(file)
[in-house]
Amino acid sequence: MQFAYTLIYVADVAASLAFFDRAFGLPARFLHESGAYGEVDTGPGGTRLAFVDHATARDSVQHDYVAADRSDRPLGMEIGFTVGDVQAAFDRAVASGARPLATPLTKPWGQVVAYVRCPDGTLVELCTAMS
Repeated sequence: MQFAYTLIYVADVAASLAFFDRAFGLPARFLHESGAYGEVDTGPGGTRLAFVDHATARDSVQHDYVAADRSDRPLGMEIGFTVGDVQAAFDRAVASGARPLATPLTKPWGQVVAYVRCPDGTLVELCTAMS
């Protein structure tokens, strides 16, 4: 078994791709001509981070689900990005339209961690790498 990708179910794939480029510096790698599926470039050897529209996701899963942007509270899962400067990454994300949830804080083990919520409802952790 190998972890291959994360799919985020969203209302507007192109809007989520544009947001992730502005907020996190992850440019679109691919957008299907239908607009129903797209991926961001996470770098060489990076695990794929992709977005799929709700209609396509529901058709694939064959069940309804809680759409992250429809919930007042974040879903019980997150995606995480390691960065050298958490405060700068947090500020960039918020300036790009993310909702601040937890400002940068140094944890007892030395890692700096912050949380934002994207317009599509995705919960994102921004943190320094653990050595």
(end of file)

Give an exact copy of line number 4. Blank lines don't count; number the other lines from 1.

């Protein structure tokens, strides 16, 4: 078994791709001509981070689900990005339209961690790498 990708179910794939480029510096790698599926470039050897529209996701899963942007509270899962400067990454994300949830804080083990919520409802952790 190998972890291959994360799919985020969203209302507007192109809007989520544009947001992730502005907020996190992850440019679109691919957008299907239908607009129903797209991926961001996470770098060489990076695990794929992709977005799929709700209609396509529901058709694939064959069940309804809680759409992250429809919930007042974040879903019980997150995606995480390691960065050298958490405060700068947090500020960039918020300036790009993310909702601040937890400002940068140094944890007892030395890692700096912050949380934002994207317009599509995705919960994102921004943190320094653990050595």